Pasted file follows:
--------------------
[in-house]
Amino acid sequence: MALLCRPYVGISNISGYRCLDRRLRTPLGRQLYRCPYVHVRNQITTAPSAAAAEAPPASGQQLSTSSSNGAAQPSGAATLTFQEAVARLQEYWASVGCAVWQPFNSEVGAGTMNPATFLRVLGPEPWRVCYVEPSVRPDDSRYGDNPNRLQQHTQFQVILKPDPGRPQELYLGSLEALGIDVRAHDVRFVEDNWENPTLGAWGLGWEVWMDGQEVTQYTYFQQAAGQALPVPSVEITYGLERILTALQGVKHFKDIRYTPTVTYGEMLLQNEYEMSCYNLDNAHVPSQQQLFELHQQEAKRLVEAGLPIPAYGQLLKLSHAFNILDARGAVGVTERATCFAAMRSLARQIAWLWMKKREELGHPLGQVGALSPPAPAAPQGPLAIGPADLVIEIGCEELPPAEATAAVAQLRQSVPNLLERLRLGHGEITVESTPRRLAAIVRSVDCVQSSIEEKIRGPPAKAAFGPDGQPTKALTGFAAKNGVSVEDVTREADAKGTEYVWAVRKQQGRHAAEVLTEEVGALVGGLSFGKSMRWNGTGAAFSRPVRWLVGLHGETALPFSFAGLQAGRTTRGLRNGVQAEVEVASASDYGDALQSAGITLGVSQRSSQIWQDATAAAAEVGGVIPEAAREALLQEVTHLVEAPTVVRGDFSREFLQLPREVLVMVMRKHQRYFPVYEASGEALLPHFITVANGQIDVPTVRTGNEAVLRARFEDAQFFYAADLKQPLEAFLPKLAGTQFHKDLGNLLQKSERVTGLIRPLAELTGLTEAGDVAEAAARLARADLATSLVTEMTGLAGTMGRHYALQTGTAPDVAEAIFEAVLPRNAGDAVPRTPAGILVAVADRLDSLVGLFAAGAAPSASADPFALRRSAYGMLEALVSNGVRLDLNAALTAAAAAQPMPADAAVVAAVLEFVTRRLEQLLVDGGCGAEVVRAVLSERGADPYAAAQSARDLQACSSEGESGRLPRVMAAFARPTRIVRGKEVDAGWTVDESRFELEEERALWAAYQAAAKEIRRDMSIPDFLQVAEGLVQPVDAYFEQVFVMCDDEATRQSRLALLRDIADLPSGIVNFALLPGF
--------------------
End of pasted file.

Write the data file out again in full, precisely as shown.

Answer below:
[in-house]
Amino acid sequence: MALLCRPYVGISNISGYRCLDRRLRTPLGRQLYRCPYVHVRNQITTAPSAAAAEAPPASGQQLSTSSSNGAAQPSGAATLTFQEAVARLQEYWASVGCAVWQPFNSEVGAGTMNPATFLRVLGPEPWRVCYVEPSVRPDDSRYGDNPNRLQQHTQFQVILKPDPGRPQELYLGSLEALGIDVRAHDVRFVEDNWENPTLGAWGLGWEVWMDGQEVTQYTYFQQAAGQALPVPSVEITYGLERILTALQGVKHFKDIRYTPTVTYGEMLLQNEYEMSCYNLDNAHVPSQQQLFELHQQEAKRLVEAGLPIPAYGQLLKLSHAFNILDARGAVGVTERATCFAAMRSLARQIAWLWMKKREELGHPLGQVGALSPPAPAAPQGPLAIGPADLVIEIGCEELPPAEATAAVAQLRQSVPNLLERLRLGHGEITVESTPRRLAAIVRSVDCVQSSIEEKIRGPPAKAAFGPDGQPTKALTGFAAKNGVSVEDVTREADAKGTEYVWAVRKQQGRHAAEVLTEEVGALVGGLSFGKSMRWNGTGAAFSRPVRWLVGLHGETALPFSFAGLQAGRTTRGLRNGVQAEVEVASASDYGDALQSAGITLGVSQRSSQIWQDATAAAAEVGGVIPEAAREALLQEVTHLVEAPTVVRGDFSREFLQLPREVLVMVMRKHQRYFPVYEASGEALLPHFITVANGQIDVPTVRTGNEAVLRARFEDAQFFYAADLKQPLEAFLPKLAGTQFHKDLGNLLQKSERVTGLIRPLAELTGLTEAGDVAEAAARLARADLATSLVTEMTGLAGTMGRHYALQTGTAPDVAEAIFEAVLPRNAGDAVPRTPAGILVAVADRLDSLVGLFAAGAAPSASADPFALRRSAYGMLEALVSNGVRLDLNAALTAAAAAQPMPADAAVVAAVLEFVTRRLEQLLVDGGCGAEVVRAVLSERGADPYAAAQSARDLQACSSEGESGRLPRVMAAFARPTRIVRGKEVDAGWTVDESRFELEEERALWAAYQAAAKEIRRDMSIPDFLQVAEGLVQPVDAYFEQVFVMCDDEATRQSRLALLRDIADLPSGIVNFALLPGF